The Dish Daily

"In a world transformed by the Internet and overrun by tech giants, the news industry has been irrevocably changed. Some lament, but few would argue. Those on the news side of things have been vocal for some time – analyzing and brainstorming, discussing and arguing – but we’ve not often heard what those behind the flourishing tech companies have to say.

Three notable Silicon Valley figures discussed the news industry with Riptide, a project headed by John Huey, Martin Nisenholtz and Paul Sagan and published by Harvard’s Nieman Journalism Lab." READ MORE 
 

Governance 2.0: Can Social Media Fueled "2.0 Web" Really Improve Governance?

Tanya Gupta's picture

Web 2.0 is improving governance, with or without the help of the government in question, and irrespective of whether the country is developed or not.

Throwing traditional wisdom to the winds, the Web 2.0 story is continuing to unfold in a way that was not predicted by researchers and experts of the development community and outside. Recently there have been more than a few examples related to the citizen-fueled proliferation of news, occurring independently of the Government, (and in some countries, even inspite of the opposition of the Government).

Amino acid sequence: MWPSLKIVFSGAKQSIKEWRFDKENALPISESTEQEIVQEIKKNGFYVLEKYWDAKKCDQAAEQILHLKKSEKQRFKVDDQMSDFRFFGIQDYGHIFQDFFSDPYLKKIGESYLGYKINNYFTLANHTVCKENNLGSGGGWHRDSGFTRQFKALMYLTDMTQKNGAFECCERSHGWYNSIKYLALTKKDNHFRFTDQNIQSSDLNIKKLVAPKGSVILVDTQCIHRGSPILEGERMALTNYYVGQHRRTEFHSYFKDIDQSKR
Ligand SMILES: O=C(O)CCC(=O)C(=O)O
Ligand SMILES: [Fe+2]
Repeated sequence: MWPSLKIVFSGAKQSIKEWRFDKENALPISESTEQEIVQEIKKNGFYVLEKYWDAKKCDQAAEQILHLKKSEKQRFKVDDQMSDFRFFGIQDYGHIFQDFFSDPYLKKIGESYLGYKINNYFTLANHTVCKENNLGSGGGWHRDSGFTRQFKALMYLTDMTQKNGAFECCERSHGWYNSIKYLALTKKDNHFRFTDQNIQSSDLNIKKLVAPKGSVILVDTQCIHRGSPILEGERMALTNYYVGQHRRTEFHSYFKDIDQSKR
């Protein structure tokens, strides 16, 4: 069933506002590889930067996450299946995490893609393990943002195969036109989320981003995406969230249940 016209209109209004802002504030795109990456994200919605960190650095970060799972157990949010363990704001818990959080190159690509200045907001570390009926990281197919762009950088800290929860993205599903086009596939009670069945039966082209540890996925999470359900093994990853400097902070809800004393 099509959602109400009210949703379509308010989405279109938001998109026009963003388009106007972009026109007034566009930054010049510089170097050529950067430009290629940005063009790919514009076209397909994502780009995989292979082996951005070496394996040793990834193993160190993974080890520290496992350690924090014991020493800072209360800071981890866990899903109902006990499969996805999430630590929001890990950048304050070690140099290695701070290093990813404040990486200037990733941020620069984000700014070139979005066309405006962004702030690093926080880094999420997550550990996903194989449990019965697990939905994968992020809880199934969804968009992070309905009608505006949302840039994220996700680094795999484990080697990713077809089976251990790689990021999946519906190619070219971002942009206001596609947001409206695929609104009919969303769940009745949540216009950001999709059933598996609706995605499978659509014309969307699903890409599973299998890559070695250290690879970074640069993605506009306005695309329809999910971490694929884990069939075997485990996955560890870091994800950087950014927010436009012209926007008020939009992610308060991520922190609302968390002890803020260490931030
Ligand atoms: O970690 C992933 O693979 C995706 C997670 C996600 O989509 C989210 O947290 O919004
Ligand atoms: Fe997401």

From Egypt to Syria, with the very start of the situation, social networks played a role in disseminating news across the world. Twitter, Facebook and blogs providing fascinating live coverage of the various uprisings across the world. Citizens are managing to circumvent any attempts to block Twitter, and often flood the site with their versions of the breaking stories. All major social networking tools are in full use, with Twitter leading the attack. Facebook (status updates and groups), Flickr (photographs), YouTube (videos), Blogger.com, and others communicating the ongoing events. (Of course, this is if you accept that democracy and good governance are highly correlated)

Weekly Wire: the Global Forum

Kalliope Kokolis's picture

These are some of the views and reports relevant to our readers that caught our attention this week.

Transparency International
Hacking against corruption